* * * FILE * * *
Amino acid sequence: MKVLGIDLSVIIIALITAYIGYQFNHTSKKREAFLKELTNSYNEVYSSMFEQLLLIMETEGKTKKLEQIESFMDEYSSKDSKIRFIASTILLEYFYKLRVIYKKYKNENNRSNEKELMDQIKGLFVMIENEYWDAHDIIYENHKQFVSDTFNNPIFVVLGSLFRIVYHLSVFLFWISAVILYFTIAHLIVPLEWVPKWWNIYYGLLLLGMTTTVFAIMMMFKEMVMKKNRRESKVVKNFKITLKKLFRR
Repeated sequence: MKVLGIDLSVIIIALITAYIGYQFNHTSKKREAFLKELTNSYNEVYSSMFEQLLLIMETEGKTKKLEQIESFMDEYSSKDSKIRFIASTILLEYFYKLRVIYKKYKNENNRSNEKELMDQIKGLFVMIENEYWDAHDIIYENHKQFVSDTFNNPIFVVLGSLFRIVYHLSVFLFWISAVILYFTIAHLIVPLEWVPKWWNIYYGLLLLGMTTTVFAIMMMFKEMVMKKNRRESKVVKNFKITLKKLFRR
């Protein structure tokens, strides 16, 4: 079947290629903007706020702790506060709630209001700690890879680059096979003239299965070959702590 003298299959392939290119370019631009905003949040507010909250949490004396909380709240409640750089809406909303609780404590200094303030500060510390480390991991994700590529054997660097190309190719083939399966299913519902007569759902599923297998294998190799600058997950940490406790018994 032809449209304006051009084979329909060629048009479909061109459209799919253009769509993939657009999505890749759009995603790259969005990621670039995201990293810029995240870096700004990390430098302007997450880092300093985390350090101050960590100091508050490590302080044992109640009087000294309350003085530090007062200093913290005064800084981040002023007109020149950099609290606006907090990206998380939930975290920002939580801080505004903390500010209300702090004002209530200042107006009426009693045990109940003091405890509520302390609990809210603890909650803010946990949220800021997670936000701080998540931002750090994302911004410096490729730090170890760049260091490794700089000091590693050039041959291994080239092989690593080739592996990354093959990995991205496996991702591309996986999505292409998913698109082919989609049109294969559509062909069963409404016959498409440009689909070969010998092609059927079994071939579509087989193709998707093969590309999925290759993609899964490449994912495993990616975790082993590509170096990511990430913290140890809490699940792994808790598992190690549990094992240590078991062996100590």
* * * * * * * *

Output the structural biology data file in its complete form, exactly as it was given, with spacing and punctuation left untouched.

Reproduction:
Amino acid sequence: MKVLGIDLSVIIIALITAYIGYQFNHTSKKREAFLKELTNSYNEVYSSMFEQLLLIMETEGKTKKLEQIESFMDEYSSKDSKIRFIASTILLEYFYKLRVIYKKYKNENNRSNEKELMDQIKGLFVMIENEYWDAHDIIYENHKQFVSDTFNNPIFVVLGSLFRIVYHLSVFLFWISAVILYFTIAHLIVPLEWVPKWWNIYYGLLLLGMTTTVFAIMMMFKEMVMKKNRRESKVVKNFKITLKKLFRR
Repeated sequence: MKVLGIDLSVIIIALITAYIGYQFNHTSKKREAFLKELTNSYNEVYSSMFEQLLLIMETEGKTKKLEQIESFMDEYSSKDSKIRFIASTILLEYFYKLRVIYKKYKNENNRSNEKELMDQIKGLFVMIENEYWDAHDIIYENHKQFVSDTFNNPIFVVLGSLFRIVYHLSVFLFWISAVILYFTIAHLIVPLEWVPKWWNIYYGLLLLGMTTTVFAIMMMFKEMVMKKNRRESKVVKNFKITLKKLFRR
């Protein structure tokens, strides 16, 4: 079947290629903007706020702790506060709630209001700690890879680059096979003239299965070959702590 003298299959392939290119370019631009905003949040507010909250949490004396909380709240409640750089809406909303609780404590200094303030500060510390480390991991994700590529054997660097190309190719083939399966299913519902007569759902599923297998294998190799600058997950940490406790018994 032809449209304006051009084979329909060629048009479909061109459209799919253009769509993939657009999505890749759009995603790259969005990621670039995201990293810029995240870096700004990390430098302007997450880092300093985390350090101050960590100091508050490590302080044992109640009087000294309350003085530090007062200093913290005064800084981040002023007109020149950099609290606006907090990206998380939930975290920002939580801080505004903390500010209300702090004002209530200042107006009426009693045990109940003091405890509520302390609990809210603890909650803010946990949220800021997670936000701080998540931002750090994302911004410096490729730090170890760049260091490794700089000091590693050039041959291994080239092989690593080739592996990354093959990995991205496996991702591309996986999505292409998913698109082919989609049109294969559509062909069963409404016959498409440009689909070969010998092609059927079994071939579509087989193709998707093969590309999925290759993609899964490449994912495993990616975790082993590509170096990511990430913290140890809490699940792994808790598992190690549990094992240590078991062996100590």